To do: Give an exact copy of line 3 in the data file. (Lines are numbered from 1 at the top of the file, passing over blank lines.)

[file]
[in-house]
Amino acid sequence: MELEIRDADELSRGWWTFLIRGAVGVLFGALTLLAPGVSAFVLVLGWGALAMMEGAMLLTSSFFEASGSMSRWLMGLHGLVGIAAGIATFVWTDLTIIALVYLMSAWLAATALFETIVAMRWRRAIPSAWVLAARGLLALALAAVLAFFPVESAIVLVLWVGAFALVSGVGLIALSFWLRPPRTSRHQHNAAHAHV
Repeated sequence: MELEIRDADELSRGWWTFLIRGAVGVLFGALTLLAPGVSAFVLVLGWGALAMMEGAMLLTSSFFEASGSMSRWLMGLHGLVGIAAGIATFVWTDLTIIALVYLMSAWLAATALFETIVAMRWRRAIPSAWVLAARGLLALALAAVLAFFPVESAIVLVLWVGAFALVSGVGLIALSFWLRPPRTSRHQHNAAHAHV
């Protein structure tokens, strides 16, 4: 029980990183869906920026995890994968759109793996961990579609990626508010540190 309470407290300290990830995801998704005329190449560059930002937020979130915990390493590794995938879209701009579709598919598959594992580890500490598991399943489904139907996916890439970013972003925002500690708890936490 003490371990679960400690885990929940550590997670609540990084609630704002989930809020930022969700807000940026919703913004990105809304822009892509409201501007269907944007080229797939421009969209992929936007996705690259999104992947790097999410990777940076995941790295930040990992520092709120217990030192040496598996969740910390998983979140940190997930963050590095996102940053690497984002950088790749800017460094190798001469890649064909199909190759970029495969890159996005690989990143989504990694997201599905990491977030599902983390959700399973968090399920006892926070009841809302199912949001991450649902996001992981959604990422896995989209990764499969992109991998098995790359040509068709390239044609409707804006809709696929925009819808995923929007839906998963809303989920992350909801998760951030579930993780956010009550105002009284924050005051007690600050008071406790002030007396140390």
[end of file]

Repeated sequence: MELEIRDADELSRGWWTFLIRGAVGVLFGALTLLAPGVSAFVLVLGWGALAMMEGAMLLTSSFFEASGSMSRWLMGLHGLVGIAAGIATFVWTDLTIIALVYLMSAWLAATALFETIVAMRWRRAIPSAWVLAARGLLALALAAVLAFFPVESAIVLVLWVGAFALVSGVGLIALSFWLRPPRTSRHQHNAAHAHV